One dimension by which policies may vary is in their degree of intrusiveness. This can be defined as “progressive steps from individual freedom and responsibility toward state intervention as one moves up the ladder (p. 42)” (15). The less intrusive approach is to simply monitor the situation or provide information while the most intrusive approach is to legislate in such a way that restricts individual freedom significantly in order to achieve gains in population health. For example, public education and communication campaigns to provide information on the importance of physical activity and harms of physical inactivity are relatively low in terms of their intrusiveness. Policies that are more intrusive include modifying community environments to provide more opportunities to participate in physical activity (e.g., building walking paths or bike lanes), guiding the choice through incentives for engaging in physical activity (e.g., providing tax credits for enrolling children in sport programs), and disincentives for not engaging in physical activity (e.g., higher life insurance premiums). The most intrusive approach is one that restricts or eliminates the choice of being physically inactive; for instance, legislation or regulations for pedestrianization of city centers or banning all traffic in high-use pedestrian areas during peak hours to support walking, cycling, or public transportation. Previous literature has demonstrated that public support generally decreases as the level of policy intrusiveness increases although intrusive policies generally have more impact on population behavior (16, 17). Particularly in western, liberal and democratic societies, such intrusive policy interventions may be unpopular as they run the risk of accusations of “nanny state-ism” where the government is seen as intruding “into the private lives of citizens and treats them as infants who cannot be trusted to make their own decisions (p. 1074)” (18). Therefore, the examination of how Canadians endorse different policy actions to address physical activity, from the least to most intrusive policy actions, would be helpful to inform future policy approaches and the implementation of the Common Vision (11).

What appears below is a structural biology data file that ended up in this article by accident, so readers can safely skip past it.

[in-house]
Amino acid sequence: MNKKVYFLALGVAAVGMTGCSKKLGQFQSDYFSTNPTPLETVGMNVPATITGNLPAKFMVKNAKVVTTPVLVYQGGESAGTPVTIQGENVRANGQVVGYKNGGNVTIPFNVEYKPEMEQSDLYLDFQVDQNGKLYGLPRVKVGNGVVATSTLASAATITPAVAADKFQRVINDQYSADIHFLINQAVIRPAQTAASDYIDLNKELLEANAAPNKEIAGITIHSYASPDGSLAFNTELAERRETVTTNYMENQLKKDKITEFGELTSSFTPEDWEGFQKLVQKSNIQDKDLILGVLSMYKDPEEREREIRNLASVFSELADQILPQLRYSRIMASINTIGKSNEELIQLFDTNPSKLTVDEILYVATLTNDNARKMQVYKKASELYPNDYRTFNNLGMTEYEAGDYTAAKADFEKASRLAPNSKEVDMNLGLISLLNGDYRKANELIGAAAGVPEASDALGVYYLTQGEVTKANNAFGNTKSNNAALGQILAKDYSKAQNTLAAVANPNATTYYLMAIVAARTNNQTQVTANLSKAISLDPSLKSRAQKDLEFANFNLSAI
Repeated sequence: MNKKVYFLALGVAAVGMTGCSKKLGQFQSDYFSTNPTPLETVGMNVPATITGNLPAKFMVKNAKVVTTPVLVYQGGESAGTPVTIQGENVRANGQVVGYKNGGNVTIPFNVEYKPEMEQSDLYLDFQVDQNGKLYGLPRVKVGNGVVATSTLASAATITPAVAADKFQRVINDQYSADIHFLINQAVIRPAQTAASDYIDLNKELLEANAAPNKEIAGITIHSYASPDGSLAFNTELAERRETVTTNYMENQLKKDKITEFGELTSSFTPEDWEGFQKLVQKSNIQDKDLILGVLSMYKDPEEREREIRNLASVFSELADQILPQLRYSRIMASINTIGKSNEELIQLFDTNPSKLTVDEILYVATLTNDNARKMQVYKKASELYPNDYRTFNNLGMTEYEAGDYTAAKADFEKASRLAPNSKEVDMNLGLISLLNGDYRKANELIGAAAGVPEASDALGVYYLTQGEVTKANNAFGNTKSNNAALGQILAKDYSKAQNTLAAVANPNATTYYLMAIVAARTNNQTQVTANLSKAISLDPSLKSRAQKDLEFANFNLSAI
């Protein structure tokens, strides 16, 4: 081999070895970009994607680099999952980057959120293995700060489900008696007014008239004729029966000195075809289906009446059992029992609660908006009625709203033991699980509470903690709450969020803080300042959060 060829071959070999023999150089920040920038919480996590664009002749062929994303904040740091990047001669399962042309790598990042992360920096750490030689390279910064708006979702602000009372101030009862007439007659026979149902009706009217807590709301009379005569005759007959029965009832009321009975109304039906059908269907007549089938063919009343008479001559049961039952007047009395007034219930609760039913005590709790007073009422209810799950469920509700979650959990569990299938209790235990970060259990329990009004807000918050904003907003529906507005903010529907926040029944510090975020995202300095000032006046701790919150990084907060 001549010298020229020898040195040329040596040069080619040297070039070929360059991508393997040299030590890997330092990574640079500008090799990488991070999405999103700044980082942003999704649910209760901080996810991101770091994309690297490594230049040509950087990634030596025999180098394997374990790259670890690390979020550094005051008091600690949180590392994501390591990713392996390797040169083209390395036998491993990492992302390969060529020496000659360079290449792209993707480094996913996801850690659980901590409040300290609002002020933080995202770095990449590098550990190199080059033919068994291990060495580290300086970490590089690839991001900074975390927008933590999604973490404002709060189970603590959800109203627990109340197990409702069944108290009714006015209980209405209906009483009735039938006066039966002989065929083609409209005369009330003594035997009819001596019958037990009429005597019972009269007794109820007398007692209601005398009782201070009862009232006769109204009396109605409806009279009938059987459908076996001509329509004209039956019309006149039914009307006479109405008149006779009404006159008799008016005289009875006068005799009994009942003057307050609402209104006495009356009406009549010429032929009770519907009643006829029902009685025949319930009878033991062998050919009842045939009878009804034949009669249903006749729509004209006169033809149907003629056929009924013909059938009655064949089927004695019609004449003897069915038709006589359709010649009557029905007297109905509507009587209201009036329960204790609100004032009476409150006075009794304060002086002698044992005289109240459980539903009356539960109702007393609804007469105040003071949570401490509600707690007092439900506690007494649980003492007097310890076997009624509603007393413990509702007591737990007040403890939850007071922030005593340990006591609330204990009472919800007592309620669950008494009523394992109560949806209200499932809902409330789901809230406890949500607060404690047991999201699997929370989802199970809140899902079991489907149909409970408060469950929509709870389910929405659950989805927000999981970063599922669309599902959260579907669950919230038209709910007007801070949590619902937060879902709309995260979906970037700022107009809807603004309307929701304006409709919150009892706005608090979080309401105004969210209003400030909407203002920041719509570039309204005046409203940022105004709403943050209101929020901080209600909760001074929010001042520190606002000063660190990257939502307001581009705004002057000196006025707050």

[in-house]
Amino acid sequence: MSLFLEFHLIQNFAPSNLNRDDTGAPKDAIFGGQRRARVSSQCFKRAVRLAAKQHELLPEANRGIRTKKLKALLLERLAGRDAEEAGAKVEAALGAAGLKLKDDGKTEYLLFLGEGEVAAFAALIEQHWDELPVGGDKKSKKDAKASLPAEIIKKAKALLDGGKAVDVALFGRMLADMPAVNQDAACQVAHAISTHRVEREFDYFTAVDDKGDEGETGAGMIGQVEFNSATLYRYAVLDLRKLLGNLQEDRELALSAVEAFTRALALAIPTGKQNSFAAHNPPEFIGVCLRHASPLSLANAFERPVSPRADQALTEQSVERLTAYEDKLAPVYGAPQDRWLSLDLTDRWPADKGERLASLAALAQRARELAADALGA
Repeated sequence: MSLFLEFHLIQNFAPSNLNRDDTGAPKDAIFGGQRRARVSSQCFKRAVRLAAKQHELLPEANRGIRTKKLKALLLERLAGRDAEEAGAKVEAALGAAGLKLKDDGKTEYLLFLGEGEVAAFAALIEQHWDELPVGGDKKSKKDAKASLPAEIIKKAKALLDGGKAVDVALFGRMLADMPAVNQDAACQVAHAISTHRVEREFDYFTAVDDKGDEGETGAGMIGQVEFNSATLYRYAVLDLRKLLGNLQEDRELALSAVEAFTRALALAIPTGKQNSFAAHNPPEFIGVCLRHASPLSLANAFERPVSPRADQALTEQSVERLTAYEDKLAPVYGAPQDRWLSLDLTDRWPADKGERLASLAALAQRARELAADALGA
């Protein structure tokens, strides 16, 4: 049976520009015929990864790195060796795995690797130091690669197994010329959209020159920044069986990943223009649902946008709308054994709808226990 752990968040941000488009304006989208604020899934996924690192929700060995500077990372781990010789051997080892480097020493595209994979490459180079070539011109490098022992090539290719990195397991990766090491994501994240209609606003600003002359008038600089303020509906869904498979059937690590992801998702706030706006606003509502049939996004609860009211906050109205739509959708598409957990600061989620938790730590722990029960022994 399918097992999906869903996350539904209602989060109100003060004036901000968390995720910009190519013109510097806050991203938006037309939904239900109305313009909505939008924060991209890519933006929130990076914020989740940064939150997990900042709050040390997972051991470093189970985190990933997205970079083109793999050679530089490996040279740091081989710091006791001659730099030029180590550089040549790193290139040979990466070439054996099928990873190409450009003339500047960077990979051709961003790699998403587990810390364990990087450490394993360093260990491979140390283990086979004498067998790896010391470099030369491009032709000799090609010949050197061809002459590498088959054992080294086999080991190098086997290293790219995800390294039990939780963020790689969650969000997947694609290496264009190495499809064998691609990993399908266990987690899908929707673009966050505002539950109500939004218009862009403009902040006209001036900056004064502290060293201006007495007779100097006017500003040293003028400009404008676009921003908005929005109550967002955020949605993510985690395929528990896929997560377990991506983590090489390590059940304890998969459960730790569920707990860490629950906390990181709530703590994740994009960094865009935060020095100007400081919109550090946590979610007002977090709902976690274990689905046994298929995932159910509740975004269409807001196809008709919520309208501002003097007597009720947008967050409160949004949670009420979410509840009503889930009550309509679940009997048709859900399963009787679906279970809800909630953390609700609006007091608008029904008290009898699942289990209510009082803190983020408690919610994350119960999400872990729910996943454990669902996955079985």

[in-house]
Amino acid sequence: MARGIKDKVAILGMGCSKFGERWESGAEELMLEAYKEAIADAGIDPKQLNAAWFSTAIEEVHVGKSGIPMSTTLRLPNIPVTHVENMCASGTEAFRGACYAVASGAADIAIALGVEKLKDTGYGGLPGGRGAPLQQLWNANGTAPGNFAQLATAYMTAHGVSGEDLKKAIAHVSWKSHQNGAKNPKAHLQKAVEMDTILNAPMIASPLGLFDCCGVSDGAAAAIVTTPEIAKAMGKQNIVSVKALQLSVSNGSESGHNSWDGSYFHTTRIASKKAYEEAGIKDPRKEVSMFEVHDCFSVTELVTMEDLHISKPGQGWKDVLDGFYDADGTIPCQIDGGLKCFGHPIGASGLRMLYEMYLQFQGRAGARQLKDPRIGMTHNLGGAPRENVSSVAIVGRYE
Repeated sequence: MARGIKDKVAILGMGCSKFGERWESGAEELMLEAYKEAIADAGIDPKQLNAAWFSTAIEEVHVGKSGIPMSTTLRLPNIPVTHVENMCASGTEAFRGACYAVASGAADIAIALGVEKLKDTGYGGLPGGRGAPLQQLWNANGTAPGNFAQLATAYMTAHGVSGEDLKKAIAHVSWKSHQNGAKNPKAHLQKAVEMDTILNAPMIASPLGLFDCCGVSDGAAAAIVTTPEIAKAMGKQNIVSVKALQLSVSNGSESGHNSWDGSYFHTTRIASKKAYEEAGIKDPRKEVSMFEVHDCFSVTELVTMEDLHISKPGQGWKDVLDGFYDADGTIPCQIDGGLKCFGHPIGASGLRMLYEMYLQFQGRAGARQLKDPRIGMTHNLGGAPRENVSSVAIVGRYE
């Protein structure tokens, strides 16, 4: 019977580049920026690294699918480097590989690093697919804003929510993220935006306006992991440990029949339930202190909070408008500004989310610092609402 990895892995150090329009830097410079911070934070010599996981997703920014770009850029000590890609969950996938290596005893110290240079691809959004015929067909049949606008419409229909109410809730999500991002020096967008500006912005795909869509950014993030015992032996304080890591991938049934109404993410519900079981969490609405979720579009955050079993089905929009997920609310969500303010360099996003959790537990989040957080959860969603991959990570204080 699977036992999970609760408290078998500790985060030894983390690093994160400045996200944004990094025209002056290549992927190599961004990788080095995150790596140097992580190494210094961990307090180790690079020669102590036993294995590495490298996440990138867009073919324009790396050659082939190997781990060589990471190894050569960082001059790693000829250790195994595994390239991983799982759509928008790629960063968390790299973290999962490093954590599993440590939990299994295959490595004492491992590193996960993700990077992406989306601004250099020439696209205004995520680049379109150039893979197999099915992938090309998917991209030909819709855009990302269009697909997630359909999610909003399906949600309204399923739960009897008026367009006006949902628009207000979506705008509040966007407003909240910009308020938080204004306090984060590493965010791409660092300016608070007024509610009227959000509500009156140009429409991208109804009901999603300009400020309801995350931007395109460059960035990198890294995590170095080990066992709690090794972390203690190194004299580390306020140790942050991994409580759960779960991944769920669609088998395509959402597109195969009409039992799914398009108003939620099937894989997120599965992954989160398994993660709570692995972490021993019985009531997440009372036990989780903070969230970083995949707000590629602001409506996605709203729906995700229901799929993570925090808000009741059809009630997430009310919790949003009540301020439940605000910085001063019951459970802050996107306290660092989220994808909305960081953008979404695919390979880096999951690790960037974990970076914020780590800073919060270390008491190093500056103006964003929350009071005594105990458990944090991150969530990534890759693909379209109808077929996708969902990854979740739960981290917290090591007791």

Another factor influencing public support of different policy actions may be individuals' attribution of the cause and responsibility for solving a given health issue [c.f., attribution theory, (19, 20)]. That is, whether individuals attribute the causes of physical inactivity to something within one's control (internal) or outside of one's control (external) and whether the responsibility for solutions in addressing physical inactivity is a private matter that individuals need to deal with on their own or if it is a public health matter that requires governmental intervention. Previous research has revealed that how health issues are framed in terms of the attribution of the cause (internal vs. external) and responsibility for solutions (a private matter vs. a public health matter) impacts the acceptability of governmental intervention and support of policies (19). For example, people who hold internal causal attributions for obesity are more likely to perceive themselves responsible, whereas those who hold external causal attributions are more likely to support policies including more intrusive legislative and regulatory approaches (21–23). Though obesity and physical inactivity should not be confounded, one may surmise that the public is likely to support governmental interventions or policy actions if they perceive physical inactivity as a public health issue that is out of an individual's control. Thus, assessing attribution opinions for the causes of physical inactivity can provide guidance on how to approach and frame physical inactivity policy interventions.